Since then, the continued invoking of self-determination by the islanders has had a powerful effect in maintaining the status quo. This stands, of course, in stark contrast to the outrageous treatment meted out to those forcibly removed from the Chagos Islands, whose right of self-determination British governments of all stripes have consistently and unceremoniously abrogated. Nonetheless, the hardy Falklands population has held what was once considered an inhospitable set of rocky outcrops for almost 200 years, comprising nine generations. It has made such a success of its farming and fishing industries that it has begun to develop a sovereign wealth fund in preparation for exploiting its burgeoning oil reserves, and – potential protective military intervention aside – is financially independent of Britain, something that has been recognised since as long ago as 1976.
From the Argentine perspective, the British claim predates their own independence; it is therefore considered a relic of colonialism. Throughout the late 18th and early 19th centuries, de facto control of the islands passed between Britain and Spain, with both claiming sovereignty. The latter held them as the new Argentine government declared independence in 1816, believing that it should inherit any previously-Spanish possessions within its broad territory. However, a decisive military intervention in 1833 settled the dispute in favour of London. Richard Gott once described the legacy of this process thus: “People sometimes ask me why Argentinians make such an endless fuss about the islands they call Las Malvinas. The answer is simple. The Falklands belong to Argentina. They just happen to have been seized, occupied, populated and defended by Britain”. For nearly 200 years, then, the status of las Malvinas has fed a burning resentment in Argentina.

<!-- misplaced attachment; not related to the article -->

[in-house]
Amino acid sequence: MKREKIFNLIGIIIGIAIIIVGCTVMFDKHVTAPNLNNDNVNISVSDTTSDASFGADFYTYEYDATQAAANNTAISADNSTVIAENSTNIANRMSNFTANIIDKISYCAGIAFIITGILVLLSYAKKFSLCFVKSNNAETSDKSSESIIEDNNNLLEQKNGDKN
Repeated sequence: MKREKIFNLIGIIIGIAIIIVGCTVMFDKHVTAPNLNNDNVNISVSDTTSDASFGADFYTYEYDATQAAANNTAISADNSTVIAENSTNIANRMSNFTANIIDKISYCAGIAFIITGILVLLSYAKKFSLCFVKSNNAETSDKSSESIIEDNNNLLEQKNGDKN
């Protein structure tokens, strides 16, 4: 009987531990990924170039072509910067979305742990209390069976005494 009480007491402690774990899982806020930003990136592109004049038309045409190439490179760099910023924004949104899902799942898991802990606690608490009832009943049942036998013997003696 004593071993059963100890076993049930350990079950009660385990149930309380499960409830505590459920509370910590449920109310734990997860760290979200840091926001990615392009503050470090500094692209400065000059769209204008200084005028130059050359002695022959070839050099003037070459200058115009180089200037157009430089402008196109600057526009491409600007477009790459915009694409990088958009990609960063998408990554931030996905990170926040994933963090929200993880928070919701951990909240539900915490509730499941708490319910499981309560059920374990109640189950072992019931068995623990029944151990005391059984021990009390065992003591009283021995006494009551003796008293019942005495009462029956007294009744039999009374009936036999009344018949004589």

Despite this, inexorable geopolitical logic has contributed to the gradual improvement of contemporary relations, helped in part by the installation of a right-of-centre government in Argentina to mirror that in London.
Britain, for its part, has long recognised – but has been loath to say it publicly – that expensive promises of protection for a small group of people represent a questionable use of diminishing resources in a world in which its writ does not travel as far as it once did. This is evinced by the fact that the Falklands are situated 8,000 miles away across the massive expanse of the Atlantic Ocean and intransigent governments in Buenos Aires can hold an effective veto on their development. Yet for Argentina, restrictive policies based on emotive appeals to historical injustice – such as the Kirchner-era bans on flights traversing the country’s airspace and measures inhibiting hydrocarbon exploitation – are increasingly seen to benefit nobody.